Why You Might Want To Think Twice About Blowing Out Those Birthday Candles

Photographed by Megan Madden.
Candles may be an essential for a birthday cake, but science may have given us a reason to forego them.
Apparently, blowing out birthday candles can increase the amount of bacteria on the cake by about 1,400%.
Think about that for a second. A 1,400% increase means that if there was even just one bacterium on the cake at first, there are 1,400 bacteria on it after someone blows out the candles — and you know there's never just one bacterium on anything.
For the study, published in the Journal of Food Research, researchers made fake cake (because why waste a real one?) by frosting a circular piece of foil and sticking in some birthday candles. They then had "party-goers" who had just eaten pizza blow on the candles of some of the cakes, but not on others. Testing the frosting found that the cakes that had been blown on had massively more bacteria than the cakes that had not.
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The good news, according to the researchers, is that it isn't as gross as it sounds (even though it sounds pretty gross). Sure, the results of this study means that you've likely been eating bacteria from the mouths of every friend or family member who had a birthday for your whole life, but that bacteria probably wasn't harmful.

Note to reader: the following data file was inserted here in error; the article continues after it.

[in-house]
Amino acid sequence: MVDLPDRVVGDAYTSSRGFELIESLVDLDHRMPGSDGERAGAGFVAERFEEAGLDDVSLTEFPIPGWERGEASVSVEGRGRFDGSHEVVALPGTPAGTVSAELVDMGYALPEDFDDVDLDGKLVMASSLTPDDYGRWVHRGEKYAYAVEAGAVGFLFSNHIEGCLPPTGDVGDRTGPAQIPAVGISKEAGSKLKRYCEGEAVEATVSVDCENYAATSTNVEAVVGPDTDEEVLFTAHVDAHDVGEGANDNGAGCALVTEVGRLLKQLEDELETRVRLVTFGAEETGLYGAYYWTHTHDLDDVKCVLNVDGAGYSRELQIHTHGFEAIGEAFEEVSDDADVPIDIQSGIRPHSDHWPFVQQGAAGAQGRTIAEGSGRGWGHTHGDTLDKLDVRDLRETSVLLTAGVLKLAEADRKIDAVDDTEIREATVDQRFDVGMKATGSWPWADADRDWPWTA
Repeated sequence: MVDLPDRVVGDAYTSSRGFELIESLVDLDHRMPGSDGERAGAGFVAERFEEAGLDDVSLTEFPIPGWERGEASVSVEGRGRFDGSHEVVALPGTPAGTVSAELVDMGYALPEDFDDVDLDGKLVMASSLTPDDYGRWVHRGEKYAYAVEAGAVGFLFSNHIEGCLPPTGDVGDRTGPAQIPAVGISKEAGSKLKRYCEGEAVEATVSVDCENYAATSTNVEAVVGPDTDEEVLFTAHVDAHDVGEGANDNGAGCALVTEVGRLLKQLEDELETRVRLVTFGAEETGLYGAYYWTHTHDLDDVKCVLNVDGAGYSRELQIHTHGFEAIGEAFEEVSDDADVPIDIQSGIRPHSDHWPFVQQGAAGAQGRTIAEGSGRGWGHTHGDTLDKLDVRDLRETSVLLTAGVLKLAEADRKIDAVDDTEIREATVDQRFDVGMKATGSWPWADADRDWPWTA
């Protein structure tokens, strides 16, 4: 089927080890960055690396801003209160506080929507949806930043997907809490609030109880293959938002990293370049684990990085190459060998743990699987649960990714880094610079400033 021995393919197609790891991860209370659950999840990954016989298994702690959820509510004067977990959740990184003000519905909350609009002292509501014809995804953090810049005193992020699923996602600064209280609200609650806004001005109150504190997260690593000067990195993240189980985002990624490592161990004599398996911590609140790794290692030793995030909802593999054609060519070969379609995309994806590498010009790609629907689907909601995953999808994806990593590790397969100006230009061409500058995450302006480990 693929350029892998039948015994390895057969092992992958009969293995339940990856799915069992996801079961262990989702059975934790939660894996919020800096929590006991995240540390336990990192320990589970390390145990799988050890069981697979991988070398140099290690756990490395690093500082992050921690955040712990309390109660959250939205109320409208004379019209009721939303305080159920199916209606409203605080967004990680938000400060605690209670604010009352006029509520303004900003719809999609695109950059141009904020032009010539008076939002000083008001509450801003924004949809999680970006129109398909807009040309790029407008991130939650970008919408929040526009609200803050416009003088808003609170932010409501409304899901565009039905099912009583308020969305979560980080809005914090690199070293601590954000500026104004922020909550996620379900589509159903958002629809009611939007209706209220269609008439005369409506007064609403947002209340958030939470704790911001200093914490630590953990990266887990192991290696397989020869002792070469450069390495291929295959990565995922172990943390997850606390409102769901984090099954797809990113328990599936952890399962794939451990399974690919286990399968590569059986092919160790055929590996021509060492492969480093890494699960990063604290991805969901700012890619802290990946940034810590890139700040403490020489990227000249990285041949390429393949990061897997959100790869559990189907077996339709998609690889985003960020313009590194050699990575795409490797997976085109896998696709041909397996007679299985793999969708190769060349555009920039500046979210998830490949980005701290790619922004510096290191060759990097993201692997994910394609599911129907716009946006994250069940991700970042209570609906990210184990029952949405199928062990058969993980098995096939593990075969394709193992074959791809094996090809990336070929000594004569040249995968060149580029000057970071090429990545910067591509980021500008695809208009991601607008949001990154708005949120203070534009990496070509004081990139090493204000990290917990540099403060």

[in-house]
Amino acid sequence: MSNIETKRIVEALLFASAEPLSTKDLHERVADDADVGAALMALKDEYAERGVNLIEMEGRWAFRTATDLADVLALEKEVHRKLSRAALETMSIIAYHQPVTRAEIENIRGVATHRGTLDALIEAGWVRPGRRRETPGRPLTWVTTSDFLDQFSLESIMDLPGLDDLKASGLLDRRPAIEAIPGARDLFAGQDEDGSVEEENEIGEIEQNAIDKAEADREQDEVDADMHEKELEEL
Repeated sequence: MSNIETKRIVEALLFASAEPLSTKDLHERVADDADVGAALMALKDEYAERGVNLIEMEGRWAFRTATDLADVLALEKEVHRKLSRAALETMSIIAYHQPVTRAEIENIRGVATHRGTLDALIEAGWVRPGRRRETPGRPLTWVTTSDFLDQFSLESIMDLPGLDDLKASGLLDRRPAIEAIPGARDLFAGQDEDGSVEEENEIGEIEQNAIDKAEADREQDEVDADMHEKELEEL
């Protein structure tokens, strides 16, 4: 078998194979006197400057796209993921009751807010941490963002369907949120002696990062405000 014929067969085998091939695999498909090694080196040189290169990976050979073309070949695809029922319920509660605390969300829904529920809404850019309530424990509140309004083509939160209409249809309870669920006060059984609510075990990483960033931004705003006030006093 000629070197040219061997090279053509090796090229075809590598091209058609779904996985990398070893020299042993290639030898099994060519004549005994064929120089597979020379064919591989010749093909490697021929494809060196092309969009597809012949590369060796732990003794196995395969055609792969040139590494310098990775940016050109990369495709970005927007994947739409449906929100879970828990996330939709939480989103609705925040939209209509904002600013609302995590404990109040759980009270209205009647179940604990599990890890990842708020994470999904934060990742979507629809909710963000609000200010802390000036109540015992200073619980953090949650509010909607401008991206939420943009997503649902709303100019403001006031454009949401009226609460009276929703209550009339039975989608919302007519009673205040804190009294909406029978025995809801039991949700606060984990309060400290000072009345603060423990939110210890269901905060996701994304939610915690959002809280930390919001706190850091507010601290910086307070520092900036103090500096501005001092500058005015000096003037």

"It's not a big health concern in my perspective," study co-author Paul Dawson told The Atlantic. "In reality, if you did this 100,000 times, then the chance of getting sick would probably be very minimal."
That said, it's probably best not to eat the cake if you're at a party with a bunch of five year old's with runny noses. Blowing on the cake definitely can and will spread illnesses like the flu or a cold if the person doing the blowing is sick.
While it may not be likely to get you sick, we're willing to bet you think twice before popping a bite of just blown-on birthday cake in your mouth ever again.
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